Neurological Deficits from COVID-19

Months later, COVID-19 continues to impact communities around the world. Its wide variety of presentations make screening and accurate diagnosis challenging when relying on symptoms alone. Over these first few months we have learned much about the disease. Interestingly, doctors have observed a number of cases where neurological deficits from COVID-19 have been the primary presentation.

COVID-19 Triggering Autoimmune Neurological Deficits

Two case reports of Guillain-Barré Syndrome variants in patients with COVID-19 raised the concern for the virus triggering autoimmune-mediated neurological impairment. Thankfully, the patients in both cases recovered well with treatment. They presented with a mixture of diplopia, parasthesias, gait instability, nystagmus, and limited eye movement, primarily showing deficits in the cranial nerves. While their symptoms were different, they likely shared a common etiology. 

Strokes in Young and Healthy Patients

Another article brought to light a possible trend of young, otherwise healthy patients presenting with large-vessel ischemic strokes while infected with COVID-19. In these cases, patients had poor outcomes and traditional treatments,such as tPA and thrombectomy appeared to potentially backfire. 

How COVID-19 Gets In

Much of this may be explained by what appears to be the virus’ pathway into the body: infecting the angiotensin-converting enzyme 2 receptors, which are present in many tissues, including endothelial cells. This may explain the diverse presentations of the virus affecting all parts of the body. In response to these findings, some hospitals are raising the prophylactic doses of blood thinners to avoid emboli formation for COVID-19 patients in the hospital.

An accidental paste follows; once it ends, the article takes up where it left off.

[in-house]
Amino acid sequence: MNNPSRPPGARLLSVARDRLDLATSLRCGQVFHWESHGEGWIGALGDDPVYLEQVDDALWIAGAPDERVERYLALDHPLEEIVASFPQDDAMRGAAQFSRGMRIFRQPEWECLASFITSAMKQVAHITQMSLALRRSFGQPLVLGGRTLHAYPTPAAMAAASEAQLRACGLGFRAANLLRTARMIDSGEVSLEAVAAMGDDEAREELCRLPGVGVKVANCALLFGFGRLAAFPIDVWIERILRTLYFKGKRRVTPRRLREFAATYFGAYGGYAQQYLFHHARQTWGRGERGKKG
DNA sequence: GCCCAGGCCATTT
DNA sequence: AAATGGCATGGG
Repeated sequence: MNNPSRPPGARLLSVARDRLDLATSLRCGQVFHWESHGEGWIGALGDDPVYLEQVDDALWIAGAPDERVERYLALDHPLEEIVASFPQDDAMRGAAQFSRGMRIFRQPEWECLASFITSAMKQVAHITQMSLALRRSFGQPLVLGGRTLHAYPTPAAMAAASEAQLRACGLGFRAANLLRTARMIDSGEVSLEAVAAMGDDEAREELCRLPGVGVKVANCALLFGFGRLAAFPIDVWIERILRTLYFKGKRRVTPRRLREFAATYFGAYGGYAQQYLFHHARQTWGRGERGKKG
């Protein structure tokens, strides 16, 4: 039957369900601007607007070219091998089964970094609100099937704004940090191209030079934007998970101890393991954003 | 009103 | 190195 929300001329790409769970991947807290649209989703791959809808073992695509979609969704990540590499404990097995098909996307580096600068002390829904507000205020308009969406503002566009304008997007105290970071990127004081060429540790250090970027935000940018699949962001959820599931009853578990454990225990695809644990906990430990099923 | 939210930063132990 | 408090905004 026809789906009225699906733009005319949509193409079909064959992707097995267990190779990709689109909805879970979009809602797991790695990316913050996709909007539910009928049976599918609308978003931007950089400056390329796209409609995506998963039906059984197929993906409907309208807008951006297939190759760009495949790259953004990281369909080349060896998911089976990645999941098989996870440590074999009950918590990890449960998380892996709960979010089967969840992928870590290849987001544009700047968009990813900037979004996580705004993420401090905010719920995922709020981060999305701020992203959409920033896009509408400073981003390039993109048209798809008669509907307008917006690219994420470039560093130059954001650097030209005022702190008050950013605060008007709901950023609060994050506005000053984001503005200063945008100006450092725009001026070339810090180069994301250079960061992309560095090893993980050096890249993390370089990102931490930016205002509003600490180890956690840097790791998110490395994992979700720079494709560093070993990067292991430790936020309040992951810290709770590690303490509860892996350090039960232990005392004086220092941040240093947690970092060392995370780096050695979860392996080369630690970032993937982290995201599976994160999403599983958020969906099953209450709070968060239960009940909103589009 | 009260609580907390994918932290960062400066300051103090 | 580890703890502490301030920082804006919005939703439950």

Another recent article put these findings nicely together in a coherent narrative. If COVID-19 is primarily attacking receptors on endothelial cells, it would certainly explain much of what we are seeing. There are clear pulmonary symptoms. However, more and more it seems the disease may not be centered on the lungs, but that respiratory issues are a downstream consequence. Damage to blood vessels would explain the high rate of blood clots observed, plaque rupture, and other cardiovascular complications. 

Tracking Cognitive Function for COVID-19 Patients

It’s important to track our patients during illness and recovery from COVID-19. Neurological symptoms are no exception. BrainCheck can help track any cognitive deficits and ensure patients return to baseline. And as their provider, BrainCheck can provide you with insight into how best to target rehabilitation.

Learn more about the science behind BrainCheck »

About the author

Related Topics

Get BrainCheck’s future articles in your box

Get the latest clinical news and research delivered to your email inbox, and receive our latest articles on topics relevant to your practice.

    Scroll to Top